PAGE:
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Ss lesson112413.commentary
Ss lesson112413.commentary
Ss lesson112413.commentary
Ss lesson112413.commentary
Ss lesson112413.commentary
Ss lesson112413.commentary
Ss lesson112413.commentary
Ss lesson112413.commentary
Ss lesson112413.commentary
Ss lesson112413.commentary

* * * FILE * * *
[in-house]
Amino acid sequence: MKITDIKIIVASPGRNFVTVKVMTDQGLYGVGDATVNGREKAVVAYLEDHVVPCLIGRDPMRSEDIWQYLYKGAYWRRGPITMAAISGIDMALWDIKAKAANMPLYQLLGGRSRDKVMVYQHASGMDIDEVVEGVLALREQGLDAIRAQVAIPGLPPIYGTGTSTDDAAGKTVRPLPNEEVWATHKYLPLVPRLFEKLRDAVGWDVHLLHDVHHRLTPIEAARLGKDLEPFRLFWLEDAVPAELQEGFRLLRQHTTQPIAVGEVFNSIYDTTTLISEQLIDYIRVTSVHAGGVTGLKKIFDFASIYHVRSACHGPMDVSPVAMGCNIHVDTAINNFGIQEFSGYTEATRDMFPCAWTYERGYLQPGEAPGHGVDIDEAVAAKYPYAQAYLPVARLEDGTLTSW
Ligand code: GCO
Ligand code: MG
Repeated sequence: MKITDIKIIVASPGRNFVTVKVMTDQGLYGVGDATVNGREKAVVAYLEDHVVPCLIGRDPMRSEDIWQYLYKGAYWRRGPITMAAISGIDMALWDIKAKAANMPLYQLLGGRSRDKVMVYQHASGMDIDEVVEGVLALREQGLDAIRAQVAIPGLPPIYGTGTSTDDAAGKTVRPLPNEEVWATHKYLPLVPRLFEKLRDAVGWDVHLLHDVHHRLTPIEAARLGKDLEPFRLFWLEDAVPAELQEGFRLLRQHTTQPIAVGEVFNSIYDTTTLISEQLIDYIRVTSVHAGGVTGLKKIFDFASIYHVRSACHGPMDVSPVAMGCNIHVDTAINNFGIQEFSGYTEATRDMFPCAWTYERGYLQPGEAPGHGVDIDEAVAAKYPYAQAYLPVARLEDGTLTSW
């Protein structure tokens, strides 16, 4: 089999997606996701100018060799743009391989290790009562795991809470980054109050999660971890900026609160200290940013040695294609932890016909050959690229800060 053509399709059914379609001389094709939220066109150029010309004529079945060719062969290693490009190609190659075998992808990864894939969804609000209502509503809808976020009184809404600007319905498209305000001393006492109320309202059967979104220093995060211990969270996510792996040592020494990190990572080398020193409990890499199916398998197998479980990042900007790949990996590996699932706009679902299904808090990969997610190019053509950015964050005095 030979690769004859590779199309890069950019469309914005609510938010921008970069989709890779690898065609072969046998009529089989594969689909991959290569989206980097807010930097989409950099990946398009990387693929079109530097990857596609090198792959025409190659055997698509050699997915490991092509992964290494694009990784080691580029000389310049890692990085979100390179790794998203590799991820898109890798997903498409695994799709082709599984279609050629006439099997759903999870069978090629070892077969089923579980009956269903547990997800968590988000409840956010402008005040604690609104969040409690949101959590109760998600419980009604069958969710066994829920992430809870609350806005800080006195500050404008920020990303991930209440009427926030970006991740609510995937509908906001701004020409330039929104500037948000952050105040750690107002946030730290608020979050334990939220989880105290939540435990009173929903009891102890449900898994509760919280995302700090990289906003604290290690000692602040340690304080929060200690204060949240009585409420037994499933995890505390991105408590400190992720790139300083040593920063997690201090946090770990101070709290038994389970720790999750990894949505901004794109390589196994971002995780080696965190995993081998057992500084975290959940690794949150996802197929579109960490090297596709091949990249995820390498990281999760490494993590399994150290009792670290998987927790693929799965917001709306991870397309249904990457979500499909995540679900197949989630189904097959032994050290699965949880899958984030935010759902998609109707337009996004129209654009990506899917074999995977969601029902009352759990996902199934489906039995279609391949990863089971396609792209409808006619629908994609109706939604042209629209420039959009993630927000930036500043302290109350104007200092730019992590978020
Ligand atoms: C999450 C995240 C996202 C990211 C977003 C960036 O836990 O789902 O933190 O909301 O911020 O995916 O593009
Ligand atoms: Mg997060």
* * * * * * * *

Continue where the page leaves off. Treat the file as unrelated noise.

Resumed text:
Ss lesson112413.commentary
Ss lesson112413.commentary
Ss lesson112413.commentary
Ss lesson112413.commentary
Ss lesson112413.commentary
Ss lesson112413.commentary
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Ss lesson112413.commentary

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Romans 1-3 Commentary. The Problem

Romans 1-3 Commentary. The Problem